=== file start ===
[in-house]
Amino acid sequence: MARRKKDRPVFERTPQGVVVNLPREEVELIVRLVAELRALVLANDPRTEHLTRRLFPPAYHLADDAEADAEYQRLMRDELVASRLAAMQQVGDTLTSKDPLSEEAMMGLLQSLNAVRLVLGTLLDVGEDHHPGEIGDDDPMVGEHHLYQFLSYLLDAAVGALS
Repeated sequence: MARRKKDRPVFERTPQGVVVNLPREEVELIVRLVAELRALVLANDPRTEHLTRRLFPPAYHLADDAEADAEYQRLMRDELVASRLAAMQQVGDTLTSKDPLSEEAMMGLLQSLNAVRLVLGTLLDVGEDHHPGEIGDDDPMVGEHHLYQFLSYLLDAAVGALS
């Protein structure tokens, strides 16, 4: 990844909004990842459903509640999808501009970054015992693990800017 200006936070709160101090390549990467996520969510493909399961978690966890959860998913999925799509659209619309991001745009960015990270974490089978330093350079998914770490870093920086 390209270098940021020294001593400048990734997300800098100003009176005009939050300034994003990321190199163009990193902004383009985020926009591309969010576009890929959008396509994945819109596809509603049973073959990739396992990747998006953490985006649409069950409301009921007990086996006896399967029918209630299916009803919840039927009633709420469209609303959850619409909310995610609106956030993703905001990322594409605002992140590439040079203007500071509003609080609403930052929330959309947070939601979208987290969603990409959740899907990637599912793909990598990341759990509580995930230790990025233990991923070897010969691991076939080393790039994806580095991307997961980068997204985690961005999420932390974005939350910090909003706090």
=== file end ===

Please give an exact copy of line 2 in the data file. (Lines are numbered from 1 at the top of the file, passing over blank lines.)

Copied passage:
Amino acid sequence: MARRKKDRPVFERTPQGVVVNLPREEVELIVRLVAELRALVLANDPRTEHLTRRLFPPAYHLADDAEADAEYQRLMRDELVASRLAAMQQVGDTLTSKDPLSEEAMMGLLQSLNAVRLVLGTLLDVGEDHHPGEIGDDDPMVGEHHLYQFLSYLLDAAVGALS